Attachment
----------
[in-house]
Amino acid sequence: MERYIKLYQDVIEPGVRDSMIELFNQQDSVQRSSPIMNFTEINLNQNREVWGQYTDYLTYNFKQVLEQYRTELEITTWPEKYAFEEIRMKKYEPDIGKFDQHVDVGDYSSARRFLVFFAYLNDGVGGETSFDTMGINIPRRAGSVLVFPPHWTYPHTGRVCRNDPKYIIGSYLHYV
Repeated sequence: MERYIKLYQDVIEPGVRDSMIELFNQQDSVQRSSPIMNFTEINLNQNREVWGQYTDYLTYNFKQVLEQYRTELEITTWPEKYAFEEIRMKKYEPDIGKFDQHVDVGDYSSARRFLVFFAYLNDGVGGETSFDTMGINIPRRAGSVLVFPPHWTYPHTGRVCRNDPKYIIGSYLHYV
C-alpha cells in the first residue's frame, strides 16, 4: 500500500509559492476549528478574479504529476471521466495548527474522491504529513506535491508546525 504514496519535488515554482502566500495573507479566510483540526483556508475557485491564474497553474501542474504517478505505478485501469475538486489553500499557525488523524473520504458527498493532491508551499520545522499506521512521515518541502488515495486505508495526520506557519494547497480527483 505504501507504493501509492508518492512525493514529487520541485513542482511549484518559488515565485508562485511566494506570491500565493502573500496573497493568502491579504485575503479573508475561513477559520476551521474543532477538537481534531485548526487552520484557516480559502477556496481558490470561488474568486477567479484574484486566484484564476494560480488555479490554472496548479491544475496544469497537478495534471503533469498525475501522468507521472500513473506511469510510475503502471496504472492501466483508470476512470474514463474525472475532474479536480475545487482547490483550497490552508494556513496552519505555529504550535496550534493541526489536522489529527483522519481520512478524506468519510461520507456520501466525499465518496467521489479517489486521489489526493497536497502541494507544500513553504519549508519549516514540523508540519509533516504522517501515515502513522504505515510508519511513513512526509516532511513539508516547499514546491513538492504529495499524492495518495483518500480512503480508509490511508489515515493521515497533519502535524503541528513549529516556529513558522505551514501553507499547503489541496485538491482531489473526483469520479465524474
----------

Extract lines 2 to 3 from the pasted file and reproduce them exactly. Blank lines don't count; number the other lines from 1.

Amino acid sequence: MERYIKLYQDVIEPGVRDSMIELFNQQDSVQRSSPIMNFTEINLNQNREVWGQYTDYLTYNFKQVLEQYRTELEITTWPEKYAFEEIRMKKYEPDIGKFDQHVDVGDYSSARRFLVFFAYLNDGVGGETSFDTMGINIPRRAGSVLVFPPHWTYPHTGRVCRNDPKYIIGSYLHYV
Repeated sequence: MERYIKLYQDVIEPGVRDSMIELFNQQDSVQRSSPIMNFTEINLNQNREVWGQYTDYLTYNFKQVLEQYRTELEITTWPEKYAFEEIRMKKYEPDIGKFDQHVDVGDYSSARRFLVFFAYLNDGVGGETSFDTMGINIPRRAGSVLVFPPHWTYPHTGRVCRNDPKYIIGSYLHYV